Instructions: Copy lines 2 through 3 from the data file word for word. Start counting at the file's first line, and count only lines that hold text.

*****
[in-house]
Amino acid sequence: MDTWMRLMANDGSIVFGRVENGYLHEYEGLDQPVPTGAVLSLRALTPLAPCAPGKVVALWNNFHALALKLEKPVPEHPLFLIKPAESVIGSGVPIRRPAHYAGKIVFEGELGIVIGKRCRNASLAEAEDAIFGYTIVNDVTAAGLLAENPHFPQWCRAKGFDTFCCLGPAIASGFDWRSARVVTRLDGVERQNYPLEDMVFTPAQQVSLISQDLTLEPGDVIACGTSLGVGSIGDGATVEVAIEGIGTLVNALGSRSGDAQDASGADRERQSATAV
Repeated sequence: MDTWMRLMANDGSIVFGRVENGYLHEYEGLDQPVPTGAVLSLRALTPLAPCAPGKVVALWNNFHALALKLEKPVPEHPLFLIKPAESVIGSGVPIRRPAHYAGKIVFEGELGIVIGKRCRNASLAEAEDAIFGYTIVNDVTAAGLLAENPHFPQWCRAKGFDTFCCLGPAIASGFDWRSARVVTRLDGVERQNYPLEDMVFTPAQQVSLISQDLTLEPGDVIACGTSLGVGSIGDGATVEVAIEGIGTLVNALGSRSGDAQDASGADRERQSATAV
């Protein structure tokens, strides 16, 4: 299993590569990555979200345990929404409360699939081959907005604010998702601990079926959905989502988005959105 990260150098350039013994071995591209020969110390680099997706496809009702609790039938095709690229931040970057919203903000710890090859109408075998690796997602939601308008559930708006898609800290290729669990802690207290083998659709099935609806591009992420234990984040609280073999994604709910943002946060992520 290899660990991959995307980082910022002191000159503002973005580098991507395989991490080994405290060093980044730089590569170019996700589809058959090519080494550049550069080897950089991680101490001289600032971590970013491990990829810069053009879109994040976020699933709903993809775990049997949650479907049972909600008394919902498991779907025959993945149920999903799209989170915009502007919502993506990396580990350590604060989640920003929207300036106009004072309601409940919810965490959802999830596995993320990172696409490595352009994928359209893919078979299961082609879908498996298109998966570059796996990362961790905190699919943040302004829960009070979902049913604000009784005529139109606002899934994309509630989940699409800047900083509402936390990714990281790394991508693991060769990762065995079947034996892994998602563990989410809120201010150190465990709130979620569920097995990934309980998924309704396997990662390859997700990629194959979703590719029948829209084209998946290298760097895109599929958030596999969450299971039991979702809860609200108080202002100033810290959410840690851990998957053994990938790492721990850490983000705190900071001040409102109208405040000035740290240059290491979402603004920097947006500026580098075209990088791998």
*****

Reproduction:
Amino acid sequence: MDTWMRLMANDGSIVFGRVENGYLHEYEGLDQPVPTGAVLSLRALTPLAPCAPGKVVALWNNFHALALKLEKPVPEHPLFLIKPAESVIGSGVPIRRPAHYAGKIVFEGELGIVIGKRCRNASLAEAEDAIFGYTIVNDVTAAGLLAENPHFPQWCRAKGFDTFCCLGPAIASGFDWRSARVVTRLDGVERQNYPLEDMVFTPAQQVSLISQDLTLEPGDVIACGTSLGVGSIGDGATVEVAIEGIGTLVNALGSRSGDAQDASGADRERQSATAV
Repeated sequence: MDTWMRLMANDGSIVFGRVENGYLHEYEGLDQPVPTGAVLSLRALTPLAPCAPGKVVALWNNFHALALKLEKPVPEHPLFLIKPAESVIGSGVPIRRPAHYAGKIVFEGELGIVIGKRCRNASLAEAEDAIFGYTIVNDVTAAGLLAENPHFPQWCRAKGFDTFCCLGPAIASGFDWRSARVVTRLDGVERQNYPLEDMVFTPAQQVSLISQDLTLEPGDVIACGTSLGVGSIGDGATVEVAIEGIGTLVNALGSRSGDAQDASGADRERQSATAV